Old Irish (Goídelc; Sean-Ghaeilge; Seann Ghàidhlig; Shenn Yernish; sometimes called Old Gaelic) is the name given to the oldest form of the Goidelic languages for which extensive written texts are extant.
Old Norse was a North Germanic language that was spoken by inhabitants of Scandinavia and inhabitants of their overseas settlements from about the 9th to the 13th century.
Ontario is one of the 13 provinces and territories of Canada and is located in east-central Canada.
Ordnance Survey (OS) is a national mapping agency in the United Kingdom which covers the island of Great Britain.
Orkney (Orkneyjar), also known as the Orkney Islands, is an archipelago in the Northern Isles of Scotland, situated off the north coast of Great Britain.
An orthography is a set of conventions for writing a language.
The Outer Hebrides, also known as the Western Isles (Na h-Eileanan Siar or Na h-Eileanan an Iar), Innse Gall ("islands of the strangers") or the Long Isle or the Long Island (An t-Eilean Fada), is an island chain off the west coast of mainland Scotland.
In phonetics, palatalization (also) or palatization refers to a way of pronouncing a consonant in which part of the tongue is moved close to the hard palate.
The palate is the roof of the mouth in humans and other mammals.
The Parliament of the United Kingdom, commonly known as the UK Parliament or British Parliament, is the supreme legislative body of the United Kingdom, the Crown dependencies and overseas territories.
Pictish is the extinct language, or dialect, spoken by the Picts, the people of eastern and northern Scotland from the late Iron Age to the Early Middle Ages.
The Picts were a tribal confederation of peoples who lived in what is today eastern and northern Scotland during the Late Iron Age and Early Medieval periods.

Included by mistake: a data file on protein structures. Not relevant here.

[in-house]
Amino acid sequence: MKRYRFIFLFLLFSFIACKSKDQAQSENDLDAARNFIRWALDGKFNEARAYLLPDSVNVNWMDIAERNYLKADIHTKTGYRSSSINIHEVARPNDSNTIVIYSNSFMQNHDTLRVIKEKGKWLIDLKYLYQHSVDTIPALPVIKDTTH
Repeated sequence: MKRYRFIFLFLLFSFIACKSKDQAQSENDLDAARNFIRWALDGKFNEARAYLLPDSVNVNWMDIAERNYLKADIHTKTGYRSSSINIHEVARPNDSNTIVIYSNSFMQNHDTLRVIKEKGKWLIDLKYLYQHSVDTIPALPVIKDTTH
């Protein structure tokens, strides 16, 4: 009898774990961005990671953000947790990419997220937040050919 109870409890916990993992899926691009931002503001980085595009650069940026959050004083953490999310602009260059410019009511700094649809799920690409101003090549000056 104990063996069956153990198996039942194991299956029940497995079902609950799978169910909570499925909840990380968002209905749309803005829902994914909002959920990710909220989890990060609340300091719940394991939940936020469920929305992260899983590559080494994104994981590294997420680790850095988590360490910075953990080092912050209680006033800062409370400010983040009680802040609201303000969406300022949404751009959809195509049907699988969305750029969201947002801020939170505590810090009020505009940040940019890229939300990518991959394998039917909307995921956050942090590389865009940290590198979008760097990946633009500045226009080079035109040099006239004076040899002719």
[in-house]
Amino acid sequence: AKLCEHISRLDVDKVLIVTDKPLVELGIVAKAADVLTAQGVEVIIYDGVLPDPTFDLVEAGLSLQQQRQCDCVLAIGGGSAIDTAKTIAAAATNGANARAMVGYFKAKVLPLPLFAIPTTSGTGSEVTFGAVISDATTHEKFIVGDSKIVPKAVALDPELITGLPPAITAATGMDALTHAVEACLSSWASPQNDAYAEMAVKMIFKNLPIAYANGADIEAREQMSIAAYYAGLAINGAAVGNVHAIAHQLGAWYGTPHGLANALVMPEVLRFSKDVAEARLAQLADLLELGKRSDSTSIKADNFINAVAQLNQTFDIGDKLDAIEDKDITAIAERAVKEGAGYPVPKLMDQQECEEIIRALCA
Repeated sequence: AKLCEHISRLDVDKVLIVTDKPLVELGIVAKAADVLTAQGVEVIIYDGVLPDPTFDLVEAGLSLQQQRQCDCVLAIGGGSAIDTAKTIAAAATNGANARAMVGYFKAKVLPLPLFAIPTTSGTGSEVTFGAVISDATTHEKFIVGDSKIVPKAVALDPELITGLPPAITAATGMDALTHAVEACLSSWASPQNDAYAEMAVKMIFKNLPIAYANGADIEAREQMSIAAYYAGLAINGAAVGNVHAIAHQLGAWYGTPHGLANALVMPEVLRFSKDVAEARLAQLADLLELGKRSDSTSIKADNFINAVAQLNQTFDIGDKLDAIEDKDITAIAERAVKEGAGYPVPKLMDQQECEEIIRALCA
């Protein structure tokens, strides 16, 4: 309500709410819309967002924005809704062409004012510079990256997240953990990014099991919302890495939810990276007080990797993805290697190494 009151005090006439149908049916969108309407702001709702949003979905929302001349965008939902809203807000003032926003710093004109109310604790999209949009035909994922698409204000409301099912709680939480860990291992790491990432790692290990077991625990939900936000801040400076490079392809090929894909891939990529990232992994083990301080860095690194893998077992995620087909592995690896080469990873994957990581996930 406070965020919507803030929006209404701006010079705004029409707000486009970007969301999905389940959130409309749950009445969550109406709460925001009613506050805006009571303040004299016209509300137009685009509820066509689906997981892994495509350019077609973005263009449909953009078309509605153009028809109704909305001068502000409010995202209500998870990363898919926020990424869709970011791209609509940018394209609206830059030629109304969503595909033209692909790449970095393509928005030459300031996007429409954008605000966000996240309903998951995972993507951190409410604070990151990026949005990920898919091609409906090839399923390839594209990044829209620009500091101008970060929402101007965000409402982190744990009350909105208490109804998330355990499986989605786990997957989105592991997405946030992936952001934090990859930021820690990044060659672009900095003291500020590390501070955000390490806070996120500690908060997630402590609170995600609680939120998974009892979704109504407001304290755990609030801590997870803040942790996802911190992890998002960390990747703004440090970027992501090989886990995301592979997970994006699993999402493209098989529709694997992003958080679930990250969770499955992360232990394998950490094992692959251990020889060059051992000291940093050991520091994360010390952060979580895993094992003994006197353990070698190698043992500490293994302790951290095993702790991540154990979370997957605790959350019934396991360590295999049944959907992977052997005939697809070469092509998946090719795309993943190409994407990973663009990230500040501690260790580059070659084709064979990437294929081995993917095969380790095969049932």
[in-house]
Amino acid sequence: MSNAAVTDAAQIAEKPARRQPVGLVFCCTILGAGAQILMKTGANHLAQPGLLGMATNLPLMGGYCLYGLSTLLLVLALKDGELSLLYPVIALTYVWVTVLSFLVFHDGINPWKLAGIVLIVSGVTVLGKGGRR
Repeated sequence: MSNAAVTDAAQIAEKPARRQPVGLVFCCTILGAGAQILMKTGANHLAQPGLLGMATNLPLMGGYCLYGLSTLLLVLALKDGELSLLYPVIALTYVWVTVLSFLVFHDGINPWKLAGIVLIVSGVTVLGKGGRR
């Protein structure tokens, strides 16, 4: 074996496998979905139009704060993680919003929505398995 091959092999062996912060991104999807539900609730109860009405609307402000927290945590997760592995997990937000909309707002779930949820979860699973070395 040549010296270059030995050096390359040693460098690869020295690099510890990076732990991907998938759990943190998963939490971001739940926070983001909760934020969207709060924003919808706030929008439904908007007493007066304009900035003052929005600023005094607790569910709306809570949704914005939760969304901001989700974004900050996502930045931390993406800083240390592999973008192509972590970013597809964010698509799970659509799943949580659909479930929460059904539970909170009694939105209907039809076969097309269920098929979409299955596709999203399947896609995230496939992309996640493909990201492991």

In phonetics, preaspiration (sometimes spelled pre-aspiration) is a period of voicelessness or aspiration preceding the closure of a voiceless obstruent, basically equivalent to an -like sound preceding the obstruent.
Presbyterianism is a part of the reformed tradition within Protestantism which traces its origins to Britain, particularly Scotland, and Ireland.
Primitive Irish or Archaic Irish (Gaeilge Ársa) is the oldest known form of the Goidelic languages.
Prince Edward Island (PEI or P.E.I.; Île-du-Prince-Édouard) is a province of Canada consisting of the island of the same name, and several much smaller islands.
Raasay (Ratharsair) is an island between the Isle of Skye and the mainland of Scotland.
Rannoch (Raineach or Raithneach meaning bracken in Gaelic) is an area of the Scottish Highlands between the A9 road, to the east, and the A82, to the west.
Rathlin Island is an island and civil parish off the coast of County Antrim, Northern Ireland, and the northernmost point of Northern Ireland.
Renfrewshire (Siorrachd Rinn Friù, Renfrewshire) is one of 32 council areas of Scotland.